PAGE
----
I re-bought a Praktica BX20 to relive the experience of the very first 35mm SLR I bought new. My previous camera, the Praktica MTL3 I had acquired in a ‘well-loved’ state. Did brand loyalty from the MTL3 influence my choice all those years ago? Not even remotely, it was the best I could afford to buy new, and boy did I love the thing.
Fast forward to 2023 and would my Praktica BX20 eBay haul still bring about the same feelings? Well before we explore that, let’s talk a bit about the kit I had acquired. The body was in great condition and came with a trio of lenses. A Pentacon 50mm f1.8 and 28mm f2.8, joined by a Sirius 28~70mm zoom. I couldn’t resist rounding it off with a Pentacon 135mm f2.8 I picked up for £10. Total cost £45, a bargain in my eyes for the nostalgia alone.
The BX20 was Praktica’s penultimate SLR before it collapsed following the reunification of Germany. Life for photography students and budget-seeking photographers would never be the same again. The very final model was a slight ‘upgrade’ to BX20, called the BX20S. The BX20S added DX coding and a hideous grip making the camera look like it had been attacked with a blow torch.
So what’s the Praktica BX20 like? Well, the best word to describe one would be ‘plastic’, to expand would be to add ‘hard’ and ‘cheap’. That said I’m not sure where they conjured this East German plastic from, but it’s certainly capable of surviving the passage of time. Even the faux leather grips (still 100% plastic) on mine haven’t shrunk or come away.
The Praktica BX20’s specification, for a camera released in 1987 it was nothing at all to shout about. In common with all B series bodies it has the Praktica bayonet mount. Shutter speeds run from 1/1000 second down to 1 second, and bulb. These are indicated via an LED light in the viewfinder, and a Judas window shows you the selected aperture. One nice touch is the red filter that covers the Judas window if you have forgotten to wind on (always a nice touch). Modes are limited to manual and aperture priority ‘auto’ mode. Add in an ASA range of 12 to 3200, +/- 2 stops for exposure compensation, and an AE lock button and the camera provides the basic tools needed.
However it’s not 1987 anymore, and I’m a lot older and have worked my way through a lot of cameras in the intervening years, yet I fell straight back into the flow of things with the Praktica BX20. The viewfinder is clear and bright, with a nice diagonal double-split ring and micro-prism collar that makes focusing a doddle. The metering remains accurate and apart from the odd placement of the AE lock button the ergonomics work more than well enough. The metal shutter is still accurate and it all just works.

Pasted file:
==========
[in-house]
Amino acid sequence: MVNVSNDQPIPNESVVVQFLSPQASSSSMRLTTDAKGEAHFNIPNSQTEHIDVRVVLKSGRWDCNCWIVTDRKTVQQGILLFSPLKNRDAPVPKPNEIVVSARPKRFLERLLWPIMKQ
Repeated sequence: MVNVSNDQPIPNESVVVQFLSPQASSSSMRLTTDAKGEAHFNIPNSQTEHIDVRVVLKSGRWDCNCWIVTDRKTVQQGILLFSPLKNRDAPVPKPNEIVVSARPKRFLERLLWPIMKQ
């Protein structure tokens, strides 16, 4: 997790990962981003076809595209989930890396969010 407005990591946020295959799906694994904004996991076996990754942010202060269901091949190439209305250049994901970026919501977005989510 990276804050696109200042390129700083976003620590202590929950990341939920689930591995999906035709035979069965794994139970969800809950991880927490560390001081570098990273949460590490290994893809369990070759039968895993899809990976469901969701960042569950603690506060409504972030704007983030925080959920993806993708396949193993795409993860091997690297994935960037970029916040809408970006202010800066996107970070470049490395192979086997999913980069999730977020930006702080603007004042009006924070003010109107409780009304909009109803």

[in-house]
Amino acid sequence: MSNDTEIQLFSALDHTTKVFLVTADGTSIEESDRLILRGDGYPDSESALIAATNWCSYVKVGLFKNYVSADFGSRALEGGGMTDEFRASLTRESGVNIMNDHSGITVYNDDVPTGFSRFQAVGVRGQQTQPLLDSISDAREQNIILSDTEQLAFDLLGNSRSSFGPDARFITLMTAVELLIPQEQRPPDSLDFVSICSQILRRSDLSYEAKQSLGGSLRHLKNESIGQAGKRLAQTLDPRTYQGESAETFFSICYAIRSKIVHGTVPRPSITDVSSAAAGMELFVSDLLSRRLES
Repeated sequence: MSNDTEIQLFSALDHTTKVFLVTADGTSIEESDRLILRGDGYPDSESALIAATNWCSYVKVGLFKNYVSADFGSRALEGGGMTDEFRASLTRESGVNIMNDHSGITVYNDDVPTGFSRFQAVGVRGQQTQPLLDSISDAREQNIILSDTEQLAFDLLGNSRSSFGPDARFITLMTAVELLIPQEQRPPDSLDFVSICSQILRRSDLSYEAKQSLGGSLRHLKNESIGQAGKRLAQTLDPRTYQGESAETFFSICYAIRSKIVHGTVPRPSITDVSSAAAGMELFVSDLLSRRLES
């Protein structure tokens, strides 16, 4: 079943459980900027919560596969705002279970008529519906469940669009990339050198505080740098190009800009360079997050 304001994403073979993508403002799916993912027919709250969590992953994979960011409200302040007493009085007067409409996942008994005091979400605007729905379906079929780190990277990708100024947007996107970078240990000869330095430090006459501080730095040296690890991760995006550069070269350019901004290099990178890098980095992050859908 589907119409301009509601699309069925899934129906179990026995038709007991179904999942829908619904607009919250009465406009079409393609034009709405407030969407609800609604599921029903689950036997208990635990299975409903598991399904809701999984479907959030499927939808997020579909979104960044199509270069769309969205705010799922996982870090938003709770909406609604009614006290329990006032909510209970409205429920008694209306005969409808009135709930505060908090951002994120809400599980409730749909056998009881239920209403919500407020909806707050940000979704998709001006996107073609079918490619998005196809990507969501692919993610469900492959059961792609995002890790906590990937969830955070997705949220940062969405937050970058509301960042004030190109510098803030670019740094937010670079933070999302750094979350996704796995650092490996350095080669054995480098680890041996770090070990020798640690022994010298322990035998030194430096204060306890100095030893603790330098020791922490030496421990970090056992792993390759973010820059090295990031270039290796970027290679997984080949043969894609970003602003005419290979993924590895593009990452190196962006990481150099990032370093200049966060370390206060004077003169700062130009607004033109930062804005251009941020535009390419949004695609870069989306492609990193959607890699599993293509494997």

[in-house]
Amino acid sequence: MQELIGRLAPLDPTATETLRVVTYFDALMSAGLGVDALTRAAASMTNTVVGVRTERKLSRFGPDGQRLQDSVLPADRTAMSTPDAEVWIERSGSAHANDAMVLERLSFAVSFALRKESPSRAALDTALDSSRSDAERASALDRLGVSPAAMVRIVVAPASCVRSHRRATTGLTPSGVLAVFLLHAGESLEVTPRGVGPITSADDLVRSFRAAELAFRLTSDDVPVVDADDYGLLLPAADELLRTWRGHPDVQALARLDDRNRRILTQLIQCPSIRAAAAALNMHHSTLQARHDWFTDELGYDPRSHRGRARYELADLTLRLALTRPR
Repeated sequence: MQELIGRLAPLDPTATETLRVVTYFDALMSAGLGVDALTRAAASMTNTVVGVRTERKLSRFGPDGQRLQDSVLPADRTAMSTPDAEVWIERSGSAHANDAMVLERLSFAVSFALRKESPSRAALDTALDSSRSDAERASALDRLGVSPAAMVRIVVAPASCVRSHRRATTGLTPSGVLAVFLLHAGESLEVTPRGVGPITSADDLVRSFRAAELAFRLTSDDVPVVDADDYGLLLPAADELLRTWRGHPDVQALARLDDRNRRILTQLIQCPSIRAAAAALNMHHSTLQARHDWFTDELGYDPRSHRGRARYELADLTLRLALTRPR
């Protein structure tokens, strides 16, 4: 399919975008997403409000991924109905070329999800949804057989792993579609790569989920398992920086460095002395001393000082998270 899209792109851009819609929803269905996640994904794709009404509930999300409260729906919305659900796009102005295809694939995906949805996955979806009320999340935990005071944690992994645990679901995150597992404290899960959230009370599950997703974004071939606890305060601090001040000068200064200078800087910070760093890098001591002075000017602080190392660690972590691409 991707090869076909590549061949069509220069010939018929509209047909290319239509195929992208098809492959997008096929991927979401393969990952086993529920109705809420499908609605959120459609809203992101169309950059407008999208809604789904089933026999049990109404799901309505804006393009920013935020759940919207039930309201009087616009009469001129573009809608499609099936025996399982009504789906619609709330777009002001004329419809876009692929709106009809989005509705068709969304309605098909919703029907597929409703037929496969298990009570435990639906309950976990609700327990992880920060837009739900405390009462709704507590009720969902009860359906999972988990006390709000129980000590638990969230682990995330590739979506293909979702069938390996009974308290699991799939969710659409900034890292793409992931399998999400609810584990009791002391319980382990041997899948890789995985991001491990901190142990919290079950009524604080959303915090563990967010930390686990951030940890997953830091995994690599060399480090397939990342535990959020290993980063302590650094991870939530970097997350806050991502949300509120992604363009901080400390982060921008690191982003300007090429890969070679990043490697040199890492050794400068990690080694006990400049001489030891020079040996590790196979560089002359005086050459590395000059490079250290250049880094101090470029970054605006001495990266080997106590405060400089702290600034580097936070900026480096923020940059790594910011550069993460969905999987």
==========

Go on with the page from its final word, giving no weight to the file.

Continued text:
I soon found myself forgetting about what I needed to do to use the camera and just use it. It’s small and light enough for me to carry it for long periods, even with a bag of lenses. And it’s those lenses that are just as important as the camera itself. Cheap to buy, and with even the kit variants being solid performers optically, they represent a cheap way to put a solid film camera kit together.
It would, however, be remiss of me to cover only the pros, without addressing the cons. Cons that certainly do exist. I was lucky to find an example as clean and well-kept as this one. The vast majority I see up for sale have clearly had a hard life. Many are covered in layers of grime, dust, and dirt, and it’s not a camera built to handle that kind of life. Abuse and lack of care are likely to seriously impact reliability.
The other issue is that the PB mount camera bodies never sold anywhere like the numbers the M42 models did. This means that the lenses around are far more limited in quantity, and heavily biased towards the kit versions. While 3rd parties did produce some glass, the numbers are small, and the quality is not generally high (that said the Sirius I have isn’t terrible). Now you can mount M42 lenses onto the PB bodies using an adaptor, but the only company to produce the adaptor was Praktica themselves. Making them uncommon and not as cheap as you would expect.
As such it’s really quite difficult to recommend the Praktica BX20 as a film SLR to anyone starting out. Particularly given the better bodies, with far larger eco-systems exist that you can pick up for similar money. I don’t regret re-buying one for a second, particularly when the 135mm is on the front of it, but for me, it’s an old friend, and I’m not sure their quirks have widespread appeal…
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